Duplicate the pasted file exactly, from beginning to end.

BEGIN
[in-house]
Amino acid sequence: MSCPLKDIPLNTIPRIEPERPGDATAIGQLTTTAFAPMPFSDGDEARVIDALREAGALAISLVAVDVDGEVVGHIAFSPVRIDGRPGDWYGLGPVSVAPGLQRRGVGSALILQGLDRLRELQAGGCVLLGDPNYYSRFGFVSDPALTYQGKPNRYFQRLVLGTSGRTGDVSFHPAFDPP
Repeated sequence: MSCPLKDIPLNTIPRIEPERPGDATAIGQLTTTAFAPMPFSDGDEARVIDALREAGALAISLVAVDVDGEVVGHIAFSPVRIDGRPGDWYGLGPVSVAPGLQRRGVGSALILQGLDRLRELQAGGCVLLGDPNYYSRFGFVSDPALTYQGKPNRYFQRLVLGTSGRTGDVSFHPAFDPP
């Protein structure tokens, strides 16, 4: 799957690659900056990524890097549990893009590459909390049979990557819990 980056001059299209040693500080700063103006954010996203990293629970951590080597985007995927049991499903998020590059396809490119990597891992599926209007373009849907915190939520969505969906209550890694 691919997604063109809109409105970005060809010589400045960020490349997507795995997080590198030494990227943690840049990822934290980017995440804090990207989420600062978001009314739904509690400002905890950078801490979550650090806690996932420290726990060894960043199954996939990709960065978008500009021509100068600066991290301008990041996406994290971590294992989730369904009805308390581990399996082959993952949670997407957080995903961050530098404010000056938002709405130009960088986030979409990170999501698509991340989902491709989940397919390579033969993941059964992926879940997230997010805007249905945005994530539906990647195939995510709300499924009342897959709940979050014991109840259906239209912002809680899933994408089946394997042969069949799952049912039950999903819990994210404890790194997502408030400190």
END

[in-house]
Amino acid sequence: MSCPLKDIPLNTIPRIEPERPGDATAIGQLTTTAFAPMPFSDGDEARVIDALREAGALAISLVAVDVDGEVVGHIAFSPVRIDGRPGDWYGLGPVSVAPGLQRRGVGSALILQGLDRLRELQAGGCVLLGDPNYYSRFGFVSDPALTYQGKPNRYFQRLVLGTSGRTGDVSFHPAFDPP
Repeated sequence: MSCPLKDIPLNTIPRIEPERPGDATAIGQLTTTAFAPMPFSDGDEARVIDALREAGALAISLVAVDVDGEVVGHIAFSPVRIDGRPGDWYGLGPVSVAPGLQRRGVGSALILQGLDRLRELQAGGCVLLGDPNYYSRFGFVSDPALTYQGKPNRYFQRLVLGTSGRTGDVSFHPAFDPP
């Protein structure tokens, strides 16, 4: 799957690659900056990524890097549990893009590459909390049979990557819990 980056001059299209040693500080700063103006954010996203990293629970951590080597985007995927049991499903998020590059396809490119990597891992599926209007373009849907915190939520969505969906209550890694 691919997604063109809109409105970005060809010589400045960020490349997507795995997080590198030494990227943690840049990822934290980017995440804090990207989420600062978001009314739904509690400002905890950078801490979550650090806690996932420290726990060894960043199954996939990709960065978008500009021509100068600066991290301008990041996406994290971590294992989730369904009805308390581990399996082959993952949670997407957080995903961050530098404010000056938002709405130009960088986030979409990170999501698509991340989902491709989940397919390579033969993941059964992926879940997230997010805007249905945005994530539906990647195939995510709300499924009342897959709940979050014991109840259906239209912002809680899933994408089946394997042969069949799952049912039950999903819990994210404890790194997502408030400190």